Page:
Turkish Investors Hunting for Inflation Hedge Rush Back to IPOs

Turkish stock buyers are again piling into new share offerings by companies, lured by the promise of jumbo returns as they clamor for ways to shield against resurgent inflation.

(Bloomberg) — Turkish stock buyers are again piling into new share offerings by companies, lured by the promise of jumbo returns as they clamor for ways to shield against resurgent inflation.

There’s been a string of IPOs that have been met with intense demand, with two in August drawing 2.6 million investors apiece, a record for any Turkish company. And given the backdrop of plentiful demand, 31 companies have come to market this year.

The domestic retail investors attracted to those deals are part of a cohort of Turkish share-owners that has more than doubled in size to 5.9 million over the past year, according to data from the central securities depository. 

The immediate lure is the prospect of big returns. Two thirds of the stocks that made their debut in 2023 soared more than 60% in their first five trading days, while only three fell in their first week.

But also fueling the latest uplift in demand is a jump in the inflation rate to 47.8%, spurred by the lira’s sharp depreciation after elections in May. The surge in consumer prices is adding to the allure of equities as a way to offset erosion of the real value of savings as living costs rise.

The trend for investors in high-inflation countries with weak currencies to seek value in stocks isn’t unusual. A similar pattern has also played out in countries including Egypt and Argentina.

In Turkey, the phenomenon is giving fresh impetus to a buying frenzy that has seen the Borsa Istanbul IPO Index, which tracks stocks that have listed in the past two years, soaring 3,904% since the start of 2020.

Meanwhile, the best-performing stock on the benchmark Borsa Istanbul 100 Index this year is electronic equipment maker Astor Transformator Enerji Turizm Insaat ve Petrol Sanayi Ticaret AS, up 972% since its debut in January.

Tighter Conditions

Among the most recent offerings, shares in power firm Izdemir Enerji Elektrik Uretim AS are up 46% since they began trading on Aug. 16. Utility Enerya Enerji AS is due to start trading on Aug. 23. 

At the same time, tighter access to costlier funding has made raising money with an IPO a more attractive option for Turkish companies.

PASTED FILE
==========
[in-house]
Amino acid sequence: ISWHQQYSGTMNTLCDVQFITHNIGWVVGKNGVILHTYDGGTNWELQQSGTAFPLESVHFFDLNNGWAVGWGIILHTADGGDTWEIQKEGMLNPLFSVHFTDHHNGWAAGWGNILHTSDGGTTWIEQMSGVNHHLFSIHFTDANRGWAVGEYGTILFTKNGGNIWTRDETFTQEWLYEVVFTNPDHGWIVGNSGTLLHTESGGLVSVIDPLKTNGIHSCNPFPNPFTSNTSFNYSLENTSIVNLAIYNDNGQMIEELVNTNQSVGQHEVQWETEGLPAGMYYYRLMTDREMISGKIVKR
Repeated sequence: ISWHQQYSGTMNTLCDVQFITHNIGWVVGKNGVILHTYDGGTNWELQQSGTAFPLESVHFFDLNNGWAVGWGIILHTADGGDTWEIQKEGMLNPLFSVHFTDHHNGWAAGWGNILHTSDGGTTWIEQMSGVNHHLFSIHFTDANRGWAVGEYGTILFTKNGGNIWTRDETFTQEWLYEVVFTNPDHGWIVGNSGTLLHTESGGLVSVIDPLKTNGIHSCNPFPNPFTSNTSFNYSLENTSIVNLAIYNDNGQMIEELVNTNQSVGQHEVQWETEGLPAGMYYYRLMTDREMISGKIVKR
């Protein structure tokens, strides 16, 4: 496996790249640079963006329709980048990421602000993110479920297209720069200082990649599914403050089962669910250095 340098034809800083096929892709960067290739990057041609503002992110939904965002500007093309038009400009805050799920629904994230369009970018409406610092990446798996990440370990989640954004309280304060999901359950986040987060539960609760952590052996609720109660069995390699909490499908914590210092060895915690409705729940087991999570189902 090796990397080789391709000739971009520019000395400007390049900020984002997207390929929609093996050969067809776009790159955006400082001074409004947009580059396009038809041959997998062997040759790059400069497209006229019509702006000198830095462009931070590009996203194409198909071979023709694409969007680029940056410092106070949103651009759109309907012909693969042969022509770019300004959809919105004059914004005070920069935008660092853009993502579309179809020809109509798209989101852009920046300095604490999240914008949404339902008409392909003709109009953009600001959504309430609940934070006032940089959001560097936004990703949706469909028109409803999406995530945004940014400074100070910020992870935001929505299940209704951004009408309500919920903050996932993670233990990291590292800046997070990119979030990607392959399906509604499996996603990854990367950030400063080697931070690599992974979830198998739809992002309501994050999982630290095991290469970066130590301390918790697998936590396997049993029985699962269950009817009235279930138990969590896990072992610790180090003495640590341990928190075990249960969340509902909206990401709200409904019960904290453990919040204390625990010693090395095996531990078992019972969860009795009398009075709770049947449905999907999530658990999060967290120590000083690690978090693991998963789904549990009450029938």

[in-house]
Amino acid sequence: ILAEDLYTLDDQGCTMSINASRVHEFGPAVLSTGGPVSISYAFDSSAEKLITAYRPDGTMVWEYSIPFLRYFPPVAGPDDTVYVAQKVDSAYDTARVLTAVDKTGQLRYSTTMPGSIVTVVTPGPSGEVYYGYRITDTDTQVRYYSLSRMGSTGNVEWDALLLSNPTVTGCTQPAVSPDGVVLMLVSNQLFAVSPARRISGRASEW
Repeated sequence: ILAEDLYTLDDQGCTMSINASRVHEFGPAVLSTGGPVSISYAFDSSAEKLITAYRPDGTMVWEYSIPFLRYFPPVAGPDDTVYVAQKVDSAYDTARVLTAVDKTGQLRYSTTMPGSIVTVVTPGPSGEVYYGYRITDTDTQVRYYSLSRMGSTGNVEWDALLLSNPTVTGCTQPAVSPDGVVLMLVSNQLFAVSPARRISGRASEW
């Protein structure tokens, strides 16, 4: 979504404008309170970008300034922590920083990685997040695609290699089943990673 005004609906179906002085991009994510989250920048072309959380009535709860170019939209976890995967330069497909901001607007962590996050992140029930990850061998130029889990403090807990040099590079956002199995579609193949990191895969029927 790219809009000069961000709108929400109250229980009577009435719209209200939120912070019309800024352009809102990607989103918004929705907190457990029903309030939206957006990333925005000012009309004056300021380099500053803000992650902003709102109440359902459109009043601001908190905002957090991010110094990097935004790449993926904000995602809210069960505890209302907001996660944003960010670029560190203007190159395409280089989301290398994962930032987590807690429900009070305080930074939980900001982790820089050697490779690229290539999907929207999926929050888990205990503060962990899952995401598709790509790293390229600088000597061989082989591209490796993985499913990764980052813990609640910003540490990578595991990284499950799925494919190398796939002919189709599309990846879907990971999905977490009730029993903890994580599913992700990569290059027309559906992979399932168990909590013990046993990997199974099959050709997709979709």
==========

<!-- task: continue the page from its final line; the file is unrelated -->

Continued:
Firms have raised more than 41 billion liras ($1.5 billion) so far in 2023, a record amount in local-currency terms, according to Turkish Capital Markets Board data.

New listings are “juicy because their returns are at least 70%,” said Betul Seckin, 31, who has been investing in shares for the past 18 months as a way bring in extra income. “There’s almost no risk in betting on IPO stocks compared to others.” 

Seckin says she takes profits once a rally in a newly-traded stock starts to subside, though says she plans to hang on to her shares in energy firm IPOs as a longer-term investment for her child.

The surge in interest in IPOs from Turkish mom & pop investors isn’t without risks, however.

“Most of the IPO investors are short-term, looking for rather an adventure and to earn a few bucks,” said Mehmet Gerz, chief investment officer at Ata Portfoy brokerage and a member of the board of Turkey’s Financial Literacy and Inclusion Association. “Some of these people end up having a traumatic experience and forgoing equities for years.”

Demand for IPOs flagged around the time of the elections as lira deposit rates jumped and investors waited for more clarity on the direction of policy.

Since then, President Recep Tayyip Erdogan’s appointment of two former Wall Street bankers to run the country’s finances has added to the appeal of stocks as they flag a gradual return to more orthodox economic policies.

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